At this point of our narrative a sketch of Johnstown, where the most frightful havoc of the flood occurred, will interest the reader. Discover your family's story. Enter a grandparent's name to get started. choose a state: Any AL AK AZ AR CA CO CT DE DC FL GA HI ID IL IN IA KS KY LA ME MD MA MI MN MS MO MT NE NV NH NJ NM NY NC ND OH OK OR PA RI SC SD TN TX UT VT VA WA WV WI WY INTL Start Now The following description and history of the...Read More
Location: Johnstown Pennsylvania
Hundreds have been laid away in shallow trenches without forms, ceremonies or mourners. All day long the work of burial has been going on. There was no time for religious ceremonies or mourning and many a mangled form was coffined with no sign of mourning save the honest sympathy of the brave men who handled them. As fast as the wagons that are gathering up the corpses along the stream arrive with their ghastly loads they are emptied and return again to the banks of the merciless Conemaugh to find other victims among the driftwood in the underbrush, or...Read More
Another graphic account of the fearful calamity is furnished by an eye-witness: The dark disaster of the day with its attendant terrors thrilled the world and drew two continents closer together in the bonds of sympathy that bind humanity to man. The midnight terrors of Ashtabula and Chatsworth evoked tears of pity from every fireside in Christendom, but the true story of Johnstown, when all is known, will stand solitary and alone as the acme of man’s affliction by the potent forces to which humanity is ever subject. The menacing clouds still hover darkly over the valley of death,...Read More
The record of June 3rd continues as follows: The horror of the situation does not lessen. The latest estimate of the number of dead is an official one by Adjutant General Hastings, and it places the number between 12,000 and 15,000. The uncovering of hundreds of bodies by the recession of the waters has already filled the air with pestilential odors. The worst is feared for the surviving population, who must breathe this poisoned atmosphere. Sharp measures prompted by sheer necessity have resulted in an almost complete subsidence of cowardly efforts to profit by the results of the disaster....Read More
The handsome brick High School Building is damaged to such an extent that it will have to be rebuilt. The water attained the height of the window sills of the second floor. Its upper stories formed a refuge for many persons. All Saturday afternoon two little girls could be seen at the windows frantically calling for aid. They had spent all night and the day in the building, cut off from all aid. Without food and drinking water their condition was lamentable. Late in the evening the children were removed to higher ground and properly cared for. A number...Read More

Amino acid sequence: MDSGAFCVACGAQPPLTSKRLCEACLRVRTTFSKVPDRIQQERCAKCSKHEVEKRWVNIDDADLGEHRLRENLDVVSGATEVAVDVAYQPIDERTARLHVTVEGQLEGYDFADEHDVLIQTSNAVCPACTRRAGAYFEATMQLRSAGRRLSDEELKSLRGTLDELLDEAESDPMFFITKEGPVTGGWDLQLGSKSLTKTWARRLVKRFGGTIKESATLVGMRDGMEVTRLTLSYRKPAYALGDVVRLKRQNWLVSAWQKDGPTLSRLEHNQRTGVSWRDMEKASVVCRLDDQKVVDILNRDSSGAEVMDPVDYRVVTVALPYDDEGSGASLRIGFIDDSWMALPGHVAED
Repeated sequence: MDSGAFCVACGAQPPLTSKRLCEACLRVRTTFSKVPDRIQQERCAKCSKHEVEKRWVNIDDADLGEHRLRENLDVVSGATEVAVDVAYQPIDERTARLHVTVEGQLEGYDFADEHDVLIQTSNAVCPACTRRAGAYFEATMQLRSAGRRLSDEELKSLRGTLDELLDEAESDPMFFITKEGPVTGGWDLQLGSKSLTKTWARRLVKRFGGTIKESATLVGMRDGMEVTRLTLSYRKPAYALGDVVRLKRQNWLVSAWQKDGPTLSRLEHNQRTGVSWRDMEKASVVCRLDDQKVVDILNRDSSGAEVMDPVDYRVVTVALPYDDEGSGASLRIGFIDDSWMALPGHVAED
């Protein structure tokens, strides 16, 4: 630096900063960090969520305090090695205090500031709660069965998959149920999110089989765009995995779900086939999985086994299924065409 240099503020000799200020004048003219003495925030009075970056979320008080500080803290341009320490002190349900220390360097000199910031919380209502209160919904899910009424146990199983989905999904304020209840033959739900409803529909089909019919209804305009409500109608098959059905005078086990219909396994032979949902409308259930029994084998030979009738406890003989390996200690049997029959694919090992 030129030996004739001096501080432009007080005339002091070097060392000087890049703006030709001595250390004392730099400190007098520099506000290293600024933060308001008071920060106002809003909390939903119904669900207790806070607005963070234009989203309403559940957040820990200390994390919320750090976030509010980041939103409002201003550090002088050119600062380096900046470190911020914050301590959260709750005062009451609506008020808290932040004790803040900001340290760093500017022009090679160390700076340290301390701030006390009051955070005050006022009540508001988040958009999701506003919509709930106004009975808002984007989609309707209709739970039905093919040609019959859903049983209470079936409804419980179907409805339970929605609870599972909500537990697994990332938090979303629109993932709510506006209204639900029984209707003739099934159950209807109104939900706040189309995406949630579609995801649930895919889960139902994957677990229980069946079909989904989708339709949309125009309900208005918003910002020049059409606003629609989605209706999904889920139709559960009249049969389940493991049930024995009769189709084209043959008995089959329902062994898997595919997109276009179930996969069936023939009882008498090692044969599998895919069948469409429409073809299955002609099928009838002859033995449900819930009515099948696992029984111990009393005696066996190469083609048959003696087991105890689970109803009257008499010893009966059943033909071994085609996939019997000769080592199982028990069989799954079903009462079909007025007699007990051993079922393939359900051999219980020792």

During the night thirty-three bodies were brought to one house. As yet the relief force is not perfectly organized and bodies are lying around on boards and doors. Within twenty feet of where this was written the dead body of a colored woman lies. Provision has been made by the Relief Committee for the sufferers to send despatches to all parts of the country. The railroad company has a track through to the bridge. The first train arrived about half-past nine o’clock this morning. A man in a frail craft got caught in the rapids at the railroad bridge,...Read More
The terrible situation on the second day after the great disaster only intensifies the horror. As information becomes more full and accurate, it does not abate one tittle of the awful havoc. Rather it adds to it, and gives a thousand-fold terror to the dreadful calamity. Not only do the scenes which are described appear all the more dreadful, as is natural, the nearer they are brought to the imagination, but it seems only too probable that the final reckoning in loss of life and material wealth will prove far more stupendous than has even yet been supposed. The...Read More
On the advent of Summer, June 1st, the country was horror-stricken by the announcement that a terrible calamity had overtaken the inhabitants of Johnstown, and the neighboring villages. Instantly the whole land was stirred by the startling news of this great disaster. Its appalling magnitude, its dreadful suddenness, its scenes of terror and agony, the fate of thousands swept to instant death by a flood as frightful as that of the cataract of Niagara, awakened the profoundest horror. No calamity in the history of modern times has so appalled the civilized world. The following graphic pen-picture will give the...Read More
Gideon Penrod Marner, M. D. This is a name known throughout the length and breadth of Marion County because of Doctor Marner’s long and active career as a physician and surgeon. Doctor. Marner had practiced at Marion for a quarter of a century and most of his experience and work in the profession had been in Kansas. He was born January 4, 1856, at Johnstown, Pennsylvania, a locality famous as the scene of one of the greatest calamities in history, the Johnstown flood of 1889. However, the Marner family had moved from Western Pennsylvania many years before. His parents, Jonathan and Elizabeth (Penrod) Marner, were both born in the same locality. His father was born October 21, 1825, and his mother on September 24, 1835. They were married in 1852. Jonathan Marner was a farmer and carpenter and in 1865 moved with his family to Iowa, where he spent most of his years as a farmer. He died at Iowa City August 14, 1909; and his wife passed away there on June 30, 1905. They were the parents of eleven children, five sons and six daughters. Magdalens, born January 21, 1854, died April 8, 1855; Gideon P.; William, who was born February 7, 1858, and is now practicing medicine at Miles, Iowa; Nancy, born October 3, 1860, died November 11, 1871; Sarah, born April 16, 1863; Isaac, born January...Read More